The bands in this list all fit with varying degrees of flexibility under metal’s auspices, since that’s what you’re presumably here to read about. As a quick aside…the Mountain Goats, Torres, Ted Leo and Turnover all put out stunning releases this year.
Consider this list a collection of full-length metal releases I liked from rising and emergent groups who deserve your attention and patronage. There’s also a lot of stuff out there that I surely missed. If your hometown heroes dropped anything amazing this year, please do let me know in the comments. I’d love to check it out.
Neck of the Woods – The Passenger (Basick Records, USA)
Spill Your Guts – Hungry Crows (Independent, China)
Dawn Ray’d – The Unholy Assembly (Prosthetic Records, UK)
Sicarius – Serenade of Slitting Throats (M-Theory, USA)
Circle – Terminal (Ektro Records / Southern Lord, Finland)
Spook the Horses – People Used to Live Here (Pelagic Records, New Zealand)
Occasvs – Nocturnal Majestic Mysteria (Unspeakable Axe Records, Chile)
Black Kirin – Nanking Massacre (Pest Productions, China)
Friendship – Hatred (Southern Lord / Daymare Recordings / Sentient Ruin, Japan)
Necrot – Blood Offerings (Tankcrimes Records, USA)
(Relapse Records, USA)
Usnea’s record Portals into Futility is appropriately named, if speaking of the futility of maintaining any sense of positivity in the face of the quartet’s cruel onslaught. Recalling the work of sludge-doom savants Indian, the inhospitable music of Usnea annihilates all optimism underneath its monolithic wall of heavily fuzzed riffage. Precious few moments of lightness do exist, though they’re unfailingly ripped out from underfoot as the assault continues. The 19-minute album closer “A Crown of Desolation” is a particularly chilling trek through Usnea’s hostile landscape.
(Dark Descent Records, Finland)
Easily the evilest band on this list is Finland’s apocalyptic death crew Desolate Shrine with their monstrous release Deliverance from the Godless Void — though in reality, the album is much more an invitation into such a place as opposed to a window out of one. A demonic circus of sadistic riffs and merciless drums fuel the music’s malevolence, which is crowned by utterly bestial vocals. The smothering effect of the music is enhanced by the album’s purposefully murky production, with just a few brief respites of solitary clean guitar — the eye of Desolate Shrine’s hurricane that passes overhead all too soon.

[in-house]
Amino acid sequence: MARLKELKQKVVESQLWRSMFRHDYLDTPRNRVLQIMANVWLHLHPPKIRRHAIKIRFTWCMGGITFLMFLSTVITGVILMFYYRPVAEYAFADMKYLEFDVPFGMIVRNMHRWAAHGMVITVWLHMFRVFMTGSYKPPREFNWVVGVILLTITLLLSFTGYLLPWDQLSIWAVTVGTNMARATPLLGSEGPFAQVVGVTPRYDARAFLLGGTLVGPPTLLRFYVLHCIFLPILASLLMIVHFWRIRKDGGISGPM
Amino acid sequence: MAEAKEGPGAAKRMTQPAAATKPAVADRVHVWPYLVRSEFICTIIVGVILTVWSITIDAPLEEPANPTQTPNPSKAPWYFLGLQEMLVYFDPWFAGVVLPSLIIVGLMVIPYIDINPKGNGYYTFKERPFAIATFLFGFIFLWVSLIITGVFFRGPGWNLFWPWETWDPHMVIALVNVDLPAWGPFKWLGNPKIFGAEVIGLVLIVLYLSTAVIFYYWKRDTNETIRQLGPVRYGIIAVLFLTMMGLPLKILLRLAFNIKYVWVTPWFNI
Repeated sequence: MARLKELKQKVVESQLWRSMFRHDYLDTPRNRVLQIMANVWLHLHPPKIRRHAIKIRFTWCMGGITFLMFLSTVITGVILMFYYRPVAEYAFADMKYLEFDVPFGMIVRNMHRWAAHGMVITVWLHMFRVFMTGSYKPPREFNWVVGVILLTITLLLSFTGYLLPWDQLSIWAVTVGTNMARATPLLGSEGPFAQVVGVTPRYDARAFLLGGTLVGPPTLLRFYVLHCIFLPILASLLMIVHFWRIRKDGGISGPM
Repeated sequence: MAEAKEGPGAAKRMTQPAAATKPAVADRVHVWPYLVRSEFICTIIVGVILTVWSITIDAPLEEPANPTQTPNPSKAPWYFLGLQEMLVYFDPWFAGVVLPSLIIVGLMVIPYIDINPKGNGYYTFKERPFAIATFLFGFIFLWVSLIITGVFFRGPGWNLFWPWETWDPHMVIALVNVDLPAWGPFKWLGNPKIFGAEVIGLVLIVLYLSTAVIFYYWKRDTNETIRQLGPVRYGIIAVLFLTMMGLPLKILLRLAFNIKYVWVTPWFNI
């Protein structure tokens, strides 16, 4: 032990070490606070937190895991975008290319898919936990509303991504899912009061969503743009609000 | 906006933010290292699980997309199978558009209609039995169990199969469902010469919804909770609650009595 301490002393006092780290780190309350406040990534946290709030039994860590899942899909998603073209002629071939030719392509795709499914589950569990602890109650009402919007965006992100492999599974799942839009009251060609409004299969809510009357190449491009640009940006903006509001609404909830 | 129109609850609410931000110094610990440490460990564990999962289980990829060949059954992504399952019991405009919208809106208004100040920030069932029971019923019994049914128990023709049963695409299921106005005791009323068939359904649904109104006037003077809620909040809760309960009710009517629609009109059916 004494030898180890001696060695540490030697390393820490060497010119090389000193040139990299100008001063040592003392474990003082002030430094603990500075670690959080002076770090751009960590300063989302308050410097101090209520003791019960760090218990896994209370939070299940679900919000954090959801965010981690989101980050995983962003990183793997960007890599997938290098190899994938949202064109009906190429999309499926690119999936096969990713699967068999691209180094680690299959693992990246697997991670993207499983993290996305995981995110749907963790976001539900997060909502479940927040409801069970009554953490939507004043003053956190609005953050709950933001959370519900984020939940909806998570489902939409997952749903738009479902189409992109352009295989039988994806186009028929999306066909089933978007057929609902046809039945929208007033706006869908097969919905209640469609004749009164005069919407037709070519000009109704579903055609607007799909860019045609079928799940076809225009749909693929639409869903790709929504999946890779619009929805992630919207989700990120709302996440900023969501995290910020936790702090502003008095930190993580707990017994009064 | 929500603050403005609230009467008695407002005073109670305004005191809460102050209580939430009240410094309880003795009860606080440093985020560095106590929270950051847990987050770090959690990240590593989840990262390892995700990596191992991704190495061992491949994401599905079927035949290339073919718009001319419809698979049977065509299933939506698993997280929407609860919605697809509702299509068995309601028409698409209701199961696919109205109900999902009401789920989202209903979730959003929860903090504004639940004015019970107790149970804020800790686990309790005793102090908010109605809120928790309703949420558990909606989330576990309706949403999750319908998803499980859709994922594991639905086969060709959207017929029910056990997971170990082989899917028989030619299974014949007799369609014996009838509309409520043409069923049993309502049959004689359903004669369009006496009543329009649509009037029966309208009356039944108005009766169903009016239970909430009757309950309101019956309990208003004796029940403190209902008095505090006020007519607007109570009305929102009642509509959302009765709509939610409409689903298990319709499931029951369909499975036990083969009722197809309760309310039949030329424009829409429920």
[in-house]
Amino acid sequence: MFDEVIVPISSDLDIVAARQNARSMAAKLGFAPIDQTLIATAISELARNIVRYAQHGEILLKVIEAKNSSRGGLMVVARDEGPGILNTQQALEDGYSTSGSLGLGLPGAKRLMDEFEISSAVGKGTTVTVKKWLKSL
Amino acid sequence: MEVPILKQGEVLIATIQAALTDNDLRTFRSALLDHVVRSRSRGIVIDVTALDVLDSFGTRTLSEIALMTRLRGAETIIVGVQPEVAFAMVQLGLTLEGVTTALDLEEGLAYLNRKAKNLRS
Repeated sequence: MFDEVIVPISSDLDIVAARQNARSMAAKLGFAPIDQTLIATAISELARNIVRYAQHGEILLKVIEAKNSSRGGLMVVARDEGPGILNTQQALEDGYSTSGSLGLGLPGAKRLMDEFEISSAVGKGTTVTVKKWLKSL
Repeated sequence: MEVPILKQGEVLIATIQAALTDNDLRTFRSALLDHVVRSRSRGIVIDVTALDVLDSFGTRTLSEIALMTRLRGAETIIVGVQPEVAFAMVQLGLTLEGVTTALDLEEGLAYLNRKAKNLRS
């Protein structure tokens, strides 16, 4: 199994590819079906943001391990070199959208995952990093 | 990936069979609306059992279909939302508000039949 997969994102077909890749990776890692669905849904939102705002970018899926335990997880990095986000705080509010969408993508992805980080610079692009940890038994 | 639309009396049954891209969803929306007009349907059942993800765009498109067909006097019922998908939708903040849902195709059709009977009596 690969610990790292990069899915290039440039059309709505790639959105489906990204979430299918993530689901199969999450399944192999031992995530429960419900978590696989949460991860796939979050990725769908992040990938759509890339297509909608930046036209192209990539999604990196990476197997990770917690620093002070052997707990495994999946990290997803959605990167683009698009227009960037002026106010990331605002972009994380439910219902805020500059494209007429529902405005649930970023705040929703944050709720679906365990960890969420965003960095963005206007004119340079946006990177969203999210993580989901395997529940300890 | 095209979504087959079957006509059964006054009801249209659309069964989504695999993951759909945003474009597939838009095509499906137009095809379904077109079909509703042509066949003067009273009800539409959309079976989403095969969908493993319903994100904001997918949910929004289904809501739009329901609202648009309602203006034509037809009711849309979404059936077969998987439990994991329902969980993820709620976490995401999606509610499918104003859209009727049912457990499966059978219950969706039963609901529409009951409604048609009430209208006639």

On their latest work Diaspora, indie California genre-wanderers Cormorant resume their odyssey across musical barriers with four elaborate tapestries of monumental proportions, including a monster 26-minute closing track. Cormorant draw on a sprawling array of touchstones reaching back to 70s doom and prog as well as black and death metal to create compelling songs filled with seriously catchy riffs. Album opener “Preserved in Ash” is more or less a black metal track, but subsequent songs feature lush guitar melodies and robust clean vocals sure to please fans of Baroness and The Sword. Though the record’s 60-minute runtime across only four tracks might be for some a red flag signaling self-indulgent wankery, that’s not the case here, as the mature songwriting minds of Cormorant have crafted a cohesive set of songs that are as dynamic as they are disciplined.
The dirges on Isenordal’s full-length debut Shores of Mourning are bleeding with artful sincerity. Theirs is a black metal distilled from the wellspring of visionaries Agalloch, their songs elegies of loss draped in heavy chains of despair. Blast beats thrash along with malefic guitars, counterbalanced by melancholy violin, cello and ethereal voices that waver like ghosts flitting between the trees of an overgrown forest. Far from contrived, these additional elements are as intrinsic to the songs as are the more typically metal components, contributing much to the elegance of the music while taking nothing away from the dripping darkness of its black metal roots. As a debut release, Shores of Mourning represents a very capable and forward-thinking band with tons of potential for continued growth — which they’ve already shown once more with their follow-up acoustic EP Lughnasadh MMXVII.
(Southern Lord, Finland)